Taylor Raddysh hopes he has one more big game left in him on Sunday. But if he doesn’t, he’ll be perfectly fine with one of his Erie Otters teammates having a moment of their own too. “None of the guys care who scores, so long as we come out with the win in the end,” said Raddysh, the leading scorer at the Mastercard Memorial Cup with 11 points as the Otters get set to face the host Windsor Spitfires in Sunday’s final.
One thing everyone can count on is a different Saint John Sea Dogs team showing up Friday night in the Mastercard Memorial Cup semifinal. Armed with a second wind, the QMJHL champs will face off against the OHL champion Erie Otters, a team that ran away with a 12-5 thrashing the last time the teams met on Monday.
When HockeyNow published its Memorial Cup issue last week, we did a panel where four of us made our predictions for the tournament results. Three of us picked the Spitfires to finish last, with one of us figuring them for third.
The Windsor Spitfires are one win away from a storybook ending at the Mastercard Memorial Cup. While the junior hockey world questioned what they’d be able to do coming out of a six-week layoff after they were eliminated in the first round of the OHL playoffs, the Memorial Cup hosts have defied most expectations by defeating all three league champions in the round-robin.
Michael DiPietro is more of the extrovert while his Windsor Spitfires teammate Gabe Vilardi seems more subdued. But they’re both all business during the Mastercard Memorial Cup as the Spitfires aim to book their ticket to the final with a win over the Erie Otters in a battle of two undefeated teams to conclude the round-robin.
Dylan Strome couldn’t help but interrupt a reporter’s question after he was notified of the OHL’s recent dominance at the Mastercard Memorial Cup.
Maybe it’s a coincidence that Dylan Strome, Mathew Barzal and Thomas Chabot are all at the Mastercard Memorial Cup playing prominent roles for their teams.
Sean Day has truly benefited from a change of scenery with the Mastercard Memorial Cup host Windsor Spitfires. In three seasons with the Mississauga Steelheads, it was clear that he had a lot of talent, but he struggled to find his identity as a defenceman and faced a lot of scrutiny from many who didn’t feel he lived up to the “exceptional status” label he was given in 2013.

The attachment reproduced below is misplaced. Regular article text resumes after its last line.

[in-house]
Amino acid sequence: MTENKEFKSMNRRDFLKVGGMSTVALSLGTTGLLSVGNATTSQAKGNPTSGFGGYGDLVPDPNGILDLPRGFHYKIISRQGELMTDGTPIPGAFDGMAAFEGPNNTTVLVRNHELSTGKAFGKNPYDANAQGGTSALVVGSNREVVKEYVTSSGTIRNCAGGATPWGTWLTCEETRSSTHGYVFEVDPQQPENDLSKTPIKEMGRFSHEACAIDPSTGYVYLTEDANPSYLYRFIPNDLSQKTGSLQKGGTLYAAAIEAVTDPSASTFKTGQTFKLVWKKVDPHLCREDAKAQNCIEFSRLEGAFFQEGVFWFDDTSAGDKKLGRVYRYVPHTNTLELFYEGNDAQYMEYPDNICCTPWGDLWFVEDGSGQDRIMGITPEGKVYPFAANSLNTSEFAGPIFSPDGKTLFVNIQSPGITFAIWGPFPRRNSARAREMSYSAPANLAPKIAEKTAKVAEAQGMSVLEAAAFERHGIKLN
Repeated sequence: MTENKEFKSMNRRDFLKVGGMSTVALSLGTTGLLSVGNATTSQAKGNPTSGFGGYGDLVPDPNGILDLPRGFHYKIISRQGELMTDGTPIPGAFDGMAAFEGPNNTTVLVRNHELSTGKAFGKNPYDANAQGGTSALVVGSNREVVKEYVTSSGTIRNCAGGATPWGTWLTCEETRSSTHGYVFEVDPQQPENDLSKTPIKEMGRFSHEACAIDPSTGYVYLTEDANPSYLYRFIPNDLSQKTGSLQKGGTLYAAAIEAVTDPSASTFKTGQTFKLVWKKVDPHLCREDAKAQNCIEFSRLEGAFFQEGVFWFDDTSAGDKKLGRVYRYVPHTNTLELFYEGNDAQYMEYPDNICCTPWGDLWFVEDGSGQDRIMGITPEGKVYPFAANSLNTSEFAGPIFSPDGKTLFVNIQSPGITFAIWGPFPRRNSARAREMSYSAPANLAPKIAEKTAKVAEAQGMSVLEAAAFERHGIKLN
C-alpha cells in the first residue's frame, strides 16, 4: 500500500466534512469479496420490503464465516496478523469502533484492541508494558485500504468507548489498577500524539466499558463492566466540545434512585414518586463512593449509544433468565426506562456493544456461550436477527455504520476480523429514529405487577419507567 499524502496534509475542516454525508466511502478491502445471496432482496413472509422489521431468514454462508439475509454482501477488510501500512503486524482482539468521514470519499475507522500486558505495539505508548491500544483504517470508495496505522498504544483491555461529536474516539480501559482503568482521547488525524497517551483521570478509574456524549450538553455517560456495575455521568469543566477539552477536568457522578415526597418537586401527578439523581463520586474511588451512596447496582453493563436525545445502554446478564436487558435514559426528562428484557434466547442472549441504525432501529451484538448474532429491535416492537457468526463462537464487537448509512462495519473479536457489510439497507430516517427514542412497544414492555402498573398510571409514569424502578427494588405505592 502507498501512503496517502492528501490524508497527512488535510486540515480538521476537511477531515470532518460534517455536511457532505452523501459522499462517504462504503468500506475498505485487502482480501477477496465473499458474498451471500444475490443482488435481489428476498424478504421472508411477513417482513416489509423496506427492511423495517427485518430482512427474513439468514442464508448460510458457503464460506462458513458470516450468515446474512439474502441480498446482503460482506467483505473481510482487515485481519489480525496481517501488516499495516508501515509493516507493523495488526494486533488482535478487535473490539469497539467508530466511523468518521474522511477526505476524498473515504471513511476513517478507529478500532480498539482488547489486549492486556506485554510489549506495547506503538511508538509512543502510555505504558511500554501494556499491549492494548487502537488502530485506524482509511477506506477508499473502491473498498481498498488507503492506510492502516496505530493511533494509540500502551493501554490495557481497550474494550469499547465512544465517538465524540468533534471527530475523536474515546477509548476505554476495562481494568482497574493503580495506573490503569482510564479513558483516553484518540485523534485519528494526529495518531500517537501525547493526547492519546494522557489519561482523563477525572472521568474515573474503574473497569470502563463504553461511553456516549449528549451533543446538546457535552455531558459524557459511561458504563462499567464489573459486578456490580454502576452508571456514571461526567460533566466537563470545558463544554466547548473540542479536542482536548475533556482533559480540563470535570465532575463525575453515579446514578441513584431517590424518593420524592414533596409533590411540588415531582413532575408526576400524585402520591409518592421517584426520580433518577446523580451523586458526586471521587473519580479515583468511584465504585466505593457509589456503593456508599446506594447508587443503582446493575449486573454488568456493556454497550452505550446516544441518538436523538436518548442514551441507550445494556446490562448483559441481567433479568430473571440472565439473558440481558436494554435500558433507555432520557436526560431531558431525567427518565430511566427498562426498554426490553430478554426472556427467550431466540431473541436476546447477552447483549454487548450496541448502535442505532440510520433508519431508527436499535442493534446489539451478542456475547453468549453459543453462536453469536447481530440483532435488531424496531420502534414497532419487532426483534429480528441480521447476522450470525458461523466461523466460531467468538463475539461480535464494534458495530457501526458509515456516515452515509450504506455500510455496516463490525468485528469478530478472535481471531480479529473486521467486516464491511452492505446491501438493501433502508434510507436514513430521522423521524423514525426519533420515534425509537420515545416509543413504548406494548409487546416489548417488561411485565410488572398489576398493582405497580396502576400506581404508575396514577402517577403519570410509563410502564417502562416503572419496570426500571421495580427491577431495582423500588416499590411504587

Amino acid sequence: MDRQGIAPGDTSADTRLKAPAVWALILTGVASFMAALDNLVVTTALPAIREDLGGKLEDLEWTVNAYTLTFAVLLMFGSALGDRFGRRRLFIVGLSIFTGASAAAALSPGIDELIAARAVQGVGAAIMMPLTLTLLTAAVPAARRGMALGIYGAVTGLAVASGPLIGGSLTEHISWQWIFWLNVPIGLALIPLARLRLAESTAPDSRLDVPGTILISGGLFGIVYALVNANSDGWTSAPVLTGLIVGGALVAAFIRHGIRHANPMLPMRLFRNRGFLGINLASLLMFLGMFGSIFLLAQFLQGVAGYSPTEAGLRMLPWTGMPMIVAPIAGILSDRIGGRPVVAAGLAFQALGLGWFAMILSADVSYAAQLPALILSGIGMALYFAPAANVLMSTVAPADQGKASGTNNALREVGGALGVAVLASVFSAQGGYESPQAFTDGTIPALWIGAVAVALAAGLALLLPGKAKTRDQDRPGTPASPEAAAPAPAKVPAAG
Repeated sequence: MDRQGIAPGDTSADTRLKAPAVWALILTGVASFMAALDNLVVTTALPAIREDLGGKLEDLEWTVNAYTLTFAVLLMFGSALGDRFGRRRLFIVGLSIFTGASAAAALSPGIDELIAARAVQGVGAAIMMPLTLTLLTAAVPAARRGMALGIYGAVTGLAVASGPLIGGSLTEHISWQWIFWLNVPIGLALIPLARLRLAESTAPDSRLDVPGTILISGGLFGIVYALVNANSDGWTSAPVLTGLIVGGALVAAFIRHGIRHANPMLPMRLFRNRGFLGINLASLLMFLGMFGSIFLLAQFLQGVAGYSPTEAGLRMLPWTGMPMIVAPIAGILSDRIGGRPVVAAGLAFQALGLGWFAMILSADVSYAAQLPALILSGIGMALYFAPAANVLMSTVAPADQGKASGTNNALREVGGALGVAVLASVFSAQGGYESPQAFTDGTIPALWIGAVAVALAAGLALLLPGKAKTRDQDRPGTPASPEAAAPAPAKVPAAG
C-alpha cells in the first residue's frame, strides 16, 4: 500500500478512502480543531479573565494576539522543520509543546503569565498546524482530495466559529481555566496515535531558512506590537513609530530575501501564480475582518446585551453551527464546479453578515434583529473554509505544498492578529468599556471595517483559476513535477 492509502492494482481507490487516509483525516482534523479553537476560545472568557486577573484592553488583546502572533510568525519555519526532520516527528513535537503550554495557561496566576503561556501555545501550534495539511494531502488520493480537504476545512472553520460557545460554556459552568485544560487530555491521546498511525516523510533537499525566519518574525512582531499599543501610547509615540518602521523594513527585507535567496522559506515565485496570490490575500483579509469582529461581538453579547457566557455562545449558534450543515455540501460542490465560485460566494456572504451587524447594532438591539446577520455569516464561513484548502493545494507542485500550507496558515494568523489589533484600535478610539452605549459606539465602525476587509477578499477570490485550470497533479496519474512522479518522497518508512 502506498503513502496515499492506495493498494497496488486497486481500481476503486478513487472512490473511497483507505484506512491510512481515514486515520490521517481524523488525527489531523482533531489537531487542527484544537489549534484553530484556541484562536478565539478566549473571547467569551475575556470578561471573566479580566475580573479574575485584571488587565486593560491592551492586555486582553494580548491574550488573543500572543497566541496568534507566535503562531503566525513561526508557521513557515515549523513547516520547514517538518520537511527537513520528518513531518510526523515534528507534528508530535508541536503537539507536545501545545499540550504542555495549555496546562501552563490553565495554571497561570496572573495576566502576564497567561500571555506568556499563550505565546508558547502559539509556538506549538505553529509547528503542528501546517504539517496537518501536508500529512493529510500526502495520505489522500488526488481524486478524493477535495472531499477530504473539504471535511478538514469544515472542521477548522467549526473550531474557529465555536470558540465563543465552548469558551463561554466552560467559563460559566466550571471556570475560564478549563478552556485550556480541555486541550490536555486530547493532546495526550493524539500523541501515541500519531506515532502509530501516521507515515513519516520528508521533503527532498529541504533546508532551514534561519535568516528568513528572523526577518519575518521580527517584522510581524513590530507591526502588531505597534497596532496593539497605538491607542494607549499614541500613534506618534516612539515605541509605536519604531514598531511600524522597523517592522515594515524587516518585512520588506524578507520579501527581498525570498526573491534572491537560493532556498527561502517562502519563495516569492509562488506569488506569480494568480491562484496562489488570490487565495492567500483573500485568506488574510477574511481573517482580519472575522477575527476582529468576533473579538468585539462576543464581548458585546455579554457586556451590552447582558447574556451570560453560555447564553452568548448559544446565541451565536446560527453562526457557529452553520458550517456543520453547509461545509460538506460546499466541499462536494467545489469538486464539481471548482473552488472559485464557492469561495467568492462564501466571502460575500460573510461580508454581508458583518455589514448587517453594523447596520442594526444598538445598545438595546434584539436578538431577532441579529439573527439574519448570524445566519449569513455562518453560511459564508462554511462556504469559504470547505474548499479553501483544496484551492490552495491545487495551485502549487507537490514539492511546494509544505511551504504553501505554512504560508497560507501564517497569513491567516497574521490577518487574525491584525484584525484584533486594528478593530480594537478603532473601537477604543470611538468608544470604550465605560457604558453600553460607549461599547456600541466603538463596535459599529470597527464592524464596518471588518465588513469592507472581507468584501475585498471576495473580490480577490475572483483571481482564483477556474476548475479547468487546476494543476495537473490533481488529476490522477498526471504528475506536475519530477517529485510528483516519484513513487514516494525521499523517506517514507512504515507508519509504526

Judging from the Windsor Spitfires performance on opening night of the 2017 MasterCard Memorial Cup, their 44 day layoff from the CHL postseason suited them just fine. On April 4, Windsor was eliminated from the OHL playoffs after losing in seven games to the London Knights.
After 68 games (72 in the WHL), four playoff rounds, countless hours spent at practices and on the bus, it all comes down to this. The Erie Otters, Saint John Sea Dogs and Seattle Thunderbirds all captured championships in their respective leagues and will push a little further through four to six games in an effort to claim junior hockey supremacy at the Memorial Cup.
Robert Thomas has inched his way up the rankings all year and finds himself in the top 25 with just over a month to draft day. Moving 43 spots since December where he debuted at #64, the London Knights high-scoring forward has made the steady rise to now sit at #21.
The Windsor Spitfires are underdogs at this year’s Memorial Cup, but the team has plenty of weapons at its disposal – and a tank full of gas. The City of Windsor last hosted the Memorial Cup in 1981, back when it was held in neutral cities. Since the format was restructured in 1983, the Spitfires have played in the tournament three times – advancing to the final on each occasion. They won twice, in 2009 and 2010.
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